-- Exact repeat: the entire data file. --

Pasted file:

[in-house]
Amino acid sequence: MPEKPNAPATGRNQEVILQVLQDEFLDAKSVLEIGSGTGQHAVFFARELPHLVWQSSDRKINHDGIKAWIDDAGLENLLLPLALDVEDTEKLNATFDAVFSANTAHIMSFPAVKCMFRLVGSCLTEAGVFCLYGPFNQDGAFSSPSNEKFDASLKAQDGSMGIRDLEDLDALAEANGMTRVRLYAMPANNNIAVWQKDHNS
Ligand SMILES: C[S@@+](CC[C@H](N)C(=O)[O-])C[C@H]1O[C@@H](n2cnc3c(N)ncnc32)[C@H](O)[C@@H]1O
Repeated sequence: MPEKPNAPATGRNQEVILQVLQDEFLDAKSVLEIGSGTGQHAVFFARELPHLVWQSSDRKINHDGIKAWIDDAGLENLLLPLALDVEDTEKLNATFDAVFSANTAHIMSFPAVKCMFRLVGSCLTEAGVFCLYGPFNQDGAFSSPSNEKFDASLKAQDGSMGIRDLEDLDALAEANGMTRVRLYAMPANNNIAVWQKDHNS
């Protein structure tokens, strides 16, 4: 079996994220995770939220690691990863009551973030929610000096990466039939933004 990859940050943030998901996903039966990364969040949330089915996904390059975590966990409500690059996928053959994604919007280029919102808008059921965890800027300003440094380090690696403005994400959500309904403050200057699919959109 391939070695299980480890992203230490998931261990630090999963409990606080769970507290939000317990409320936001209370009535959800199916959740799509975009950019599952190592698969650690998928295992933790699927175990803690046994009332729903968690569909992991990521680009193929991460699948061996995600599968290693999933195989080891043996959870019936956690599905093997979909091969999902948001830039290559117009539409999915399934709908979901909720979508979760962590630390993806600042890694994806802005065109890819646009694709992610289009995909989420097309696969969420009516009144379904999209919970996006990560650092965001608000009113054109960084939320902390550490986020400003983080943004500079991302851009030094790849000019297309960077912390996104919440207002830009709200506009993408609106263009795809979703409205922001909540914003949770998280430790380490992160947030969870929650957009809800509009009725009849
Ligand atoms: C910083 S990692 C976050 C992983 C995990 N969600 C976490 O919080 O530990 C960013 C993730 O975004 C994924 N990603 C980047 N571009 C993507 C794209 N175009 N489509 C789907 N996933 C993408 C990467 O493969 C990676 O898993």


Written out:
[in-house]
Amino acid sequence: MPEKPNAPATGRNQEVILQVLQDEFLDAKSVLEIGSGTGQHAVFFARELPHLVWQSSDRKINHDGIKAWIDDAGLENLLLPLALDVEDTEKLNATFDAVFSANTAHIMSFPAVKCMFRLVGSCLTEAGVFCLYGPFNQDGAFSSPSNEKFDASLKAQDGSMGIRDLEDLDALAEANGMTRVRLYAMPANNNIAVWQKDHNS
Ligand SMILES: C[S@@+](CC[C@H](N)C(=O)[O-])C[C@H]1O[C@@H](n2cnc3c(N)ncnc32)[C@H](O)[C@@H]1O
Repeated sequence: MPEKPNAPATGRNQEVILQVLQDEFLDAKSVLEIGSGTGQHAVFFARELPHLVWQSSDRKINHDGIKAWIDDAGLENLLLPLALDVEDTEKLNATFDAVFSANTAHIMSFPAVKCMFRLVGSCLTEAGVFCLYGPFNQDGAFSSPSNEKFDASLKAQDGSMGIRDLEDLDALAEANGMTRVRLYAMPANNNIAVWQKDHNS
């Protein structure tokens, strides 16, 4: 079996994220995770939220690691990863009551973030929610000096990466039939933004 990859940050943030998901996903039966990364969040949330089915996904390059975590966990409500690059996928053959994604919007280029919102808008059921965890800027300003440094380090690696403005994400959500309904403050200057699919959109 391939070695299980480890992203230490998931261990630090999963409990606080769970507290939000317990409320936001209370009535959800199916959740799509975009950019599952190592698969650690998928295992933790699927175990803690046994009332729903968690569909992991990521680009193929991460699948061996995600599968290693999933195989080891043996959870019936956690599905093997979909091969999902948001830039290559117009539409999915399934709908979901909720979508979760962590630390993806600042890694994806802005065109890819646009694709992610289009995909989420097309696969969420009516009144379904999209919970996006990560650092965001608000009113054109960084939320902390550490986020400003983080943004500079991302851009030094790849000019297309960077912390996104919440207002830009709200506009993408609106263009795809979703409205922001909540914003949770998280430790380490992160947030969870929650957009809800509009009725009849
Ligand atoms: C910083 S990692 C976050 C992983 C995990 N969600 C976490 O919080 O530990 C960013 C993730 O975004 C994924 N990603 C980047 N571009 C993507 C794209 N175009 N489509 C789907 N996933 C993408 C990467 O493969 C990676 O898993």